Category Archives: Video & Photo Industry

News and comments about what’s happening in the video and photo industries.

Artificial Intelligence vs. Video Editors

With Transcriptive, our new tool for doing automated transcriptions, we’ve dove into the world of A.I. headfirst. So I’m pretty familiar with where the state of industry is right now. We’ve been neck deep in it for the last year.

A.I. is definitely changing how editors get transcripts and search video for content. Transcriptive demonstrates that pretty clearly with text.  Searching via object recognition is something that also is already happening. But what about actual video editing?

One of the problems A.I. has is finishing. Going the last 10% if you will. For example, speech-to-text engines, at best, have an accuracy rate of about 95% or so. This is about on par with the average human transcriptionist. For general purpose recordings, human transcriptionists SHOULD be worried.

But for video editing, there are some differences, which are good news. First, and most importantly, errors tend to be cumulative. So if a computer is going to edit a video, at the very least, it needs to do the transcription and it needs to recognize the imagery. (we’ll ignore other considerations like style, emotion, story for the moment) Speech recognition is at best 95%, object recognition is worse. The more layers of AI you have, usually those errors will multiply (in some cases there might be improvement though) . While it’s possible automation will be able to produce a decent rough cut, these errors make it difficult to see automation replacing most of the types of videos that pro editors are typically employed for.

Secondly, if the videos are being done for humans, frequently the humans don’t know what they want. Or at least they’re not going to be able to communicate it in such a way that a computer will understand and be able to make changes. If you’ve used Alexa or Echo, you can see how well A.I. understands humans. Lots of situations, especially literal ones (find me the best restaurant), it works fine, lots of other situations, not so much.

Many times as an editor, the direction you get from clients is subtle or you have to read between the lines and figure out what they want. It’s going to be difficult to get A.I.s to take the way humans usually describe what they want, figure out what they actually want and make those changes.

Third… then you get into the whole issue of emotion and storytelling, which I don’t think A.I. will do well anytime soon. The Economist recently had an amusing article where it let an A.I. write the article. The result is here. Very good at mimicking the style of the Economist but when it comes to putting together a coherent narrative… ouch.

It’s Not All Good News

There are already phone apps that do basic automatic editing. These are more for consumers that want something quick and dirty. For most of the type of stuff professional editors get paid for, it’s unlikely what I’ve seen from the apps will replace humans any time soon. Although, I can see how the tech could be used to create rough cuts and the like.

Also, for some types of videos, wedding or music videos perhaps, you can make a pretty solid case that A.I. will be able to put something together soon that looks reasonably professional.

You need training material for neural networks to learn how to edit videos. Thanks to YouTube, Vimeo and the like, there is an abundance of training material. Do a search for ‘wedding video’ on YouTube. You get 52,000,000 results. 2.3 million people get married in the US every year. Most of the videos from those weddings are online. I don’t think finding a few hundred thousand of those that were done by a professional will be difficult. It’s probably trivial actually.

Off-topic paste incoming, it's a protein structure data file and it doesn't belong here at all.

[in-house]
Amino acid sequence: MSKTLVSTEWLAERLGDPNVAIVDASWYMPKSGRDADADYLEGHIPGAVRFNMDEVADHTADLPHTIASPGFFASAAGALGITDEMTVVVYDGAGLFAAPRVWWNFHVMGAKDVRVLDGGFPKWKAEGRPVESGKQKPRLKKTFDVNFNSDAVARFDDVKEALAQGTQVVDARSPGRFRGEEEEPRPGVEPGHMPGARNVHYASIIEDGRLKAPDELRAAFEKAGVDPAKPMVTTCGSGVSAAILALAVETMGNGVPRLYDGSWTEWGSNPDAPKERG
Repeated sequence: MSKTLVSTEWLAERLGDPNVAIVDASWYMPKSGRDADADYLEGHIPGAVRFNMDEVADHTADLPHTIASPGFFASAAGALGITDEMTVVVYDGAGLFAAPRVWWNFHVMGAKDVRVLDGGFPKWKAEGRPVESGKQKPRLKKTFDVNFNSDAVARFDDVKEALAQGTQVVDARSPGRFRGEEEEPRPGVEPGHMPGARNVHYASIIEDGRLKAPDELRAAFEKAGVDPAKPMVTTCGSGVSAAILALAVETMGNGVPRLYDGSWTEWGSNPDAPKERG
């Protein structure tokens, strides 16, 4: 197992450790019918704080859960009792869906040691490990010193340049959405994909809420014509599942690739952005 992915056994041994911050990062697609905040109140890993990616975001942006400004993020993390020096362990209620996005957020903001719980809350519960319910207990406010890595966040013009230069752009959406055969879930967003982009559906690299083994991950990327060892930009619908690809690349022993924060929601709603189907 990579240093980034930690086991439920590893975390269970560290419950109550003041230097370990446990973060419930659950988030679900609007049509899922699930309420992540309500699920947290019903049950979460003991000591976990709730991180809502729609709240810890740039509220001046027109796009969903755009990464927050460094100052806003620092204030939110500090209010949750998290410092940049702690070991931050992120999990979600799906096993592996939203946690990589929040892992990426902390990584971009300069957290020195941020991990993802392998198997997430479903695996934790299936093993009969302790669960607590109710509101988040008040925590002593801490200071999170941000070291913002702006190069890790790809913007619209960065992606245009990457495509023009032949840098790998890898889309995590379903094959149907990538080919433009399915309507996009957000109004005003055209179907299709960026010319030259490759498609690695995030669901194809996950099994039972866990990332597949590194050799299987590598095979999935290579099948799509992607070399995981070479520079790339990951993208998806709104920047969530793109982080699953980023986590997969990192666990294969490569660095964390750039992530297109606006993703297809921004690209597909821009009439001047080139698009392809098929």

Same with music videos. There IS enough training material for the A.I.s to learn how to do generic editing for many types of videos.

For people that want to pay $49.95 to get their wedding video edited, that option will be there. Probably within a couple years. Have your guests shoot video, upload it and you’re off and running. You’ll get what you pay for, but for some people it’ll be acceptable. Remember, A.I. is very good at mimicking. So the end result will be a very cookie cutter wedding video. However, since many wedding videos are pretty cookie cutter anyways… at the low end of the market, an A.I. edited video may be all ‘Bridezilla on A Budget’ needs. And besides, who watches these things anyways?

Let The A.I Do The Grunt Work, Not The Editing

The losers in the short term may be assistant editors. Many of the tasks A.I. is good for… transcribing, searching for footage, etc.. is now typically given to assistants. However, it may simply change the types of tasks assistant editors are given. There’s a LOT of metadata that needs to be entered and wrangled.

While A.I. is already showing up in many aspects of video production, it feels like having it actually do the editing is quite a ways off.  I can see creating A.I. tools that help with editing: Rough cut creation, recommending color corrections or B roll selection, suggesting changes to timing, etc. But there’ll still need to be a person doing the edit.

 

De-flickering Bix Pix’s Stop Motion Animation Show ‘Tumble Leaf’ with Flicker Free

Like Digital Anarchy On FacebookLike us on Facebook!

One of the challenges with stop motion animation is flicker. Lighting varies slightly for any number of reasons causing the exposure of every frame to be slightly different. We were pretty excited when Bix Pix Entertainment bought a bunch of Flicker Free licenses (our deflicker plugin) for Adobe After Effects. They do an amazing kids show for Amazon called Tumble Leaf that’s all stop motion animation. It’s won multiple awards, including an Emmy for best animated preschool show.

Many of us, if not most of us, that do VFX software are wannabe (or just flat out failed ;-) animators. We’re just better at the tech than the art. (exception to the rule: Bob Powell, one of our programmers, who was a TD at Laika and worked on Box Trolls among other things)